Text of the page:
Questions? Email us at- Hello@espinbikes.com | FREE shipping on ebikes to the lower 48!
Shopping Cart

Is Your Seat Height Causing You Knee Pain?

Posted by Yina Liu on
riding Espin bike the right way

Electric bikes are exploding in popularity and so are electric bike customizations. Some choices here are easy to make, like which bell or color to buy, while others like a helmet or a bike lock can take more research due to safety implications. With so many safety-conscious bike riders, it’s surprising to learn that many cyclists are adjusting their seats to gain comfort without learning about proper bike saddle positioning. 

Foot placement and seat positioning are arguably the biggest mistakes people make when riding their bikes. In most cases, cyclists ride with lowered seats to be able to reach the ground with their feet while seated. However, if you ask any long-time cyclist or expert, they will tell you that this is not the way to go. 

Personal Injury

Knee pain is the most common problem that results from lowered saddles, long term issues can include tendonitis in the patella and quadriceps which shows itself as pain in the front part of the knee.

Likewise, if your seat is too high you can also get pain in the knee- this time in the back of it as well as in your lower back due to your hips rocking too much.

You Will Get Tired

You may be surprised to learn that riding with too low of a seat is a surefire way to get tired quickly. You won’t be able to fully extend your knees with a lowered saddle. Because of this, you will need to double your strength to get around and cut your journey short. Your quadriceps and knees, in particular, will get fatigued and become prone to injuries. 

Adjusting Your Seat Safely

When adjusting your seat height, the general rule is to make sure the seat is level with your hip when you are standing next to your bike.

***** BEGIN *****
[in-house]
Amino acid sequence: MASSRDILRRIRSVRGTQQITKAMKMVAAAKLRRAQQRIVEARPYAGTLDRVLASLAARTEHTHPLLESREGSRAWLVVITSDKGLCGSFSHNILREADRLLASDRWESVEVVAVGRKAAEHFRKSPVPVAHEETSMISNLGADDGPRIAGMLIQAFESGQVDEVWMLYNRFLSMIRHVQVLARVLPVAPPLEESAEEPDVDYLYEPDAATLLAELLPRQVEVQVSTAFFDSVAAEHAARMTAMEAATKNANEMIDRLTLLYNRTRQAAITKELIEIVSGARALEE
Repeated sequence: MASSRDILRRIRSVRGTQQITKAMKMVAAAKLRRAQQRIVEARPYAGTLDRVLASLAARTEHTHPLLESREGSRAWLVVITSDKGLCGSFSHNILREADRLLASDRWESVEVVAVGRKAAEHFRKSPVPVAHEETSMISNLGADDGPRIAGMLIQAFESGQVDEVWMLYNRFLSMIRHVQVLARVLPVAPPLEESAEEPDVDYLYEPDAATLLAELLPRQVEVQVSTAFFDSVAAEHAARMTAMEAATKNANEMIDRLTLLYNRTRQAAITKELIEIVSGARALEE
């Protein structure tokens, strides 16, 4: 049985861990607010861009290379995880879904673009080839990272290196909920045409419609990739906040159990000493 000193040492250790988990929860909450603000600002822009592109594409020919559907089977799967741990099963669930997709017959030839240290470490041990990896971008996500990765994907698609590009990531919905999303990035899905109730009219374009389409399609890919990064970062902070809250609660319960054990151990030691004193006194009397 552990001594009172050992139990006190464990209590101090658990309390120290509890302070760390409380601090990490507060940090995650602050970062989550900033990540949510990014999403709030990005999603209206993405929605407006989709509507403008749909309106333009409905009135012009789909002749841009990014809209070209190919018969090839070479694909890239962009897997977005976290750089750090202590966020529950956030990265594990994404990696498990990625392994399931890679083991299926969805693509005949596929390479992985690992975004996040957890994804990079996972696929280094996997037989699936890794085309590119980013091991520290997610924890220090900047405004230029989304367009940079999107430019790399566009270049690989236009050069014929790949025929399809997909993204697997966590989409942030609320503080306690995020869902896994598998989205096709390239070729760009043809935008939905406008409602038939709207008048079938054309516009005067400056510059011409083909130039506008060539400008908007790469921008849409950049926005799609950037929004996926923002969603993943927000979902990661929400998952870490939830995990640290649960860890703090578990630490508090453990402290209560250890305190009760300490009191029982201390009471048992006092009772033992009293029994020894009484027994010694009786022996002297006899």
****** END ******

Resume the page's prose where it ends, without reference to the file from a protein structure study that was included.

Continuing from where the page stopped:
When riding your bike, the ball of your foot should be in the center of the pedal and when you’re at the bottom of a stroke, your leg should be almost fully extended with a slight bend.

When coming to a stop, you will need to come off the seat and stand until you begin moving again. When seated and riding, your toes should just reach the ground. If your feet are able to rest flatly on the ground while you are seated, your seat is too low and should be raised higher. 

A common trick that cyclists use to make standing while seated possible is to stop next to a curb and rest one foot on it while resting the other foot on the pedal.

Once you adjust your seat, take it for a spin and see how it feels, keep adjusting it until your seat positioning is just right.

Older Post Newer Post


2 comments

  • Espin on

    @Vickie – The safest thing to do would be to get off the bike when you are stopping. The blog provides a good trick that you could try out “A common trick that cyclists use to make standing while seated possible is to stop next to a curb and rest one foot on it while resting the other foot on the pedal.”

  • Vickie on

    The idea of a “perfect” seat height is very nice, but none of the recommendations work well for a short person (I) riding an Espin Flow bike (which I love). I’m short and apparently getting shorter (about 5’2"). That means the seat hight at minimum is too high for short legs/feet to safely reach the ground for safe starting/stopping. With seat at safe height for good knee health, the distance to ground for short legs is way too high. Ideas?

Leave a comment